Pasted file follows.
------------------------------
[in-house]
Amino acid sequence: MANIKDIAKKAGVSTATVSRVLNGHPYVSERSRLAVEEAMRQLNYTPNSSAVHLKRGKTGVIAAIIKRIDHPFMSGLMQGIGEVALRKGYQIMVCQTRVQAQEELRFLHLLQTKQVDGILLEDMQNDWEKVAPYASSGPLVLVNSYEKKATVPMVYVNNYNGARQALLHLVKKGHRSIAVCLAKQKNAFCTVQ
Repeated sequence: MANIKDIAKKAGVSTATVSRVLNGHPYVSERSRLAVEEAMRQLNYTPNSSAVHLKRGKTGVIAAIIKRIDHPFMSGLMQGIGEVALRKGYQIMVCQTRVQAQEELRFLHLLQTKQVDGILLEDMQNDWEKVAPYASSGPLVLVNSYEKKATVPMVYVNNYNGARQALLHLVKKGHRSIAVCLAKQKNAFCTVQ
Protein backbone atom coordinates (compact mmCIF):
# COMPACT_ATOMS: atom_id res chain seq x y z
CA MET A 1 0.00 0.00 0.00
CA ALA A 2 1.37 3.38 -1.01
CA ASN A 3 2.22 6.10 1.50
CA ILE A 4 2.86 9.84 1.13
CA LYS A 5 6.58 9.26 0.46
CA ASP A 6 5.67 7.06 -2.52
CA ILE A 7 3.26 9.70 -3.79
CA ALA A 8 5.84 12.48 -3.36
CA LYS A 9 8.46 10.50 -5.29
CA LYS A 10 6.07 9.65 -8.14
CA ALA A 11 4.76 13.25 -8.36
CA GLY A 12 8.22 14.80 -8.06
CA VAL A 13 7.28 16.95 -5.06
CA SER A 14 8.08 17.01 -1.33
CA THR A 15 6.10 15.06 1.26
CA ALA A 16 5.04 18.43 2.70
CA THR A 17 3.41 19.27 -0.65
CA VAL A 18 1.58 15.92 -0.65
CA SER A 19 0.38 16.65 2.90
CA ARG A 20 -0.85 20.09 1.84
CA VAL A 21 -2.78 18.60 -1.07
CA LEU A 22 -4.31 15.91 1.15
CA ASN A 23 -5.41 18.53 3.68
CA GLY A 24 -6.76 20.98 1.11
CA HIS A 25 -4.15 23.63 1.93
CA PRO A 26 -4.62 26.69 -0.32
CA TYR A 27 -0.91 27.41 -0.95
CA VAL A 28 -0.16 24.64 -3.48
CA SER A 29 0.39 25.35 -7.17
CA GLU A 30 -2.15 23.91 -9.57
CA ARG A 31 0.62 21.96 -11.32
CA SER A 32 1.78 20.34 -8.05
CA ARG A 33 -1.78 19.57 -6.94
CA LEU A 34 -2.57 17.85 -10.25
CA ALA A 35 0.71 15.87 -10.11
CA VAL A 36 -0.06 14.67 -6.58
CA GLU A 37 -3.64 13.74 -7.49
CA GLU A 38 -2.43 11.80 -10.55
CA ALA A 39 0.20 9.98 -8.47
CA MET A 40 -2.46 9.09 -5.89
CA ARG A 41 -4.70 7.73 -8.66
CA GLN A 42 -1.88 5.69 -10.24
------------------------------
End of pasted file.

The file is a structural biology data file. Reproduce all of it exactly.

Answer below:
[in-house]
Amino acid sequence: MANIKDIAKKAGVSTATVSRVLNGHPYVSERSRLAVEEAMRQLNYTPNSSAVHLKRGKTGVIAAIIKRIDHPFMSGLMQGIGEVALRKGYQIMVCQTRVQAQEELRFLHLLQTKQVDGILLEDMQNDWEKVAPYASSGPLVLVNSYEKKATVPMVYVNNYNGARQALLHLVKKGHRSIAVCLAKQKNAFCTVQ
Repeated sequence: MANIKDIAKKAGVSTATVSRVLNGHPYVSERSRLAVEEAMRQLNYTPNSSAVHLKRGKTGVIAAIIKRIDHPFMSGLMQGIGEVALRKGYQIMVCQTRVQAQEELRFLHLLQTKQVDGILLEDMQNDWEKVAPYASSGPLVLVNSYEKKATVPMVYVNNYNGARQALLHLVKKGHRSIAVCLAKQKNAFCTVQ
Protein backbone atom coordinates (compact mmCIF):
# COMPACT_ATOMS: atom_id res chain seq x y z
CA MET A 1 0.00 0.00 0.00
CA ALA A 2 1.37 3.38 -1.01
CA ASN A 3 2.22 6.10 1.50
CA ILE A 4 2.86 9.84 1.13
CA LYS A 5 6.58 9.26 0.46
CA ASP A 6 5.67 7.06 -2.52
CA ILE A 7 3.26 9.70 -3.79
CA ALA A 8 5.84 12.48 -3.36
CA LYS A 9 8.46 10.50 -5.29
CA LYS A 10 6.07 9.65 -8.14
CA ALA A 11 4.76 13.25 -8.36
CA GLY A 12 8.22 14.80 -8.06
CA VAL A 13 7.28 16.95 -5.06
CA SER A 14 8.08 17.01 -1.33
CA THR A 15 6.10 15.06 1.26
CA ALA A 16 5.04 18.43 2.70
CA THR A 17 3.41 19.27 -0.65
CA VAL A 18 1.58 15.92 -0.65
CA SER A 19 0.38 16.65 2.90
CA ARG A 20 -0.85 20.09 1.84
CA VAL A 21 -2.78 18.60 -1.07
CA LEU A 22 -4.31 15.91 1.15
CA ASN A 23 -5.41 18.53 3.68
CA GLY A 24 -6.76 20.98 1.11
CA HIS A 25 -4.15 23.63 1.93
CA PRO A 26 -4.62 26.69 -0.32
CA TYR A 27 -0.91 27.41 -0.95
CA VAL A 28 -0.16 24.64 -3.48
CA SER A 29 0.39 25.35 -7.17
CA GLU A 30 -2.15 23.91 -9.57
CA ARG A 31 0.62 21.96 -11.32
CA SER A 32 1.78 20.34 -8.05
CA ARG A 33 -1.78 19.57 -6.94
CA LEU A 34 -2.57 17.85 -10.25
CA ALA A 35 0.71 15.87 -10.11
CA VAL A 36 -0.06 14.67 -6.58
CA GLU A 37 -3.64 13.74 -7.49
CA GLU A 38 -2.43 11.80 -10.55
CA ALA A 39 0.20 9.98 -8.47
CA MET A 40 -2.46 9.09 -5.89
CA ARG A 41 -4.70 7.73 -8.66
CA GLN A 42 -1.88 5.69 -10.24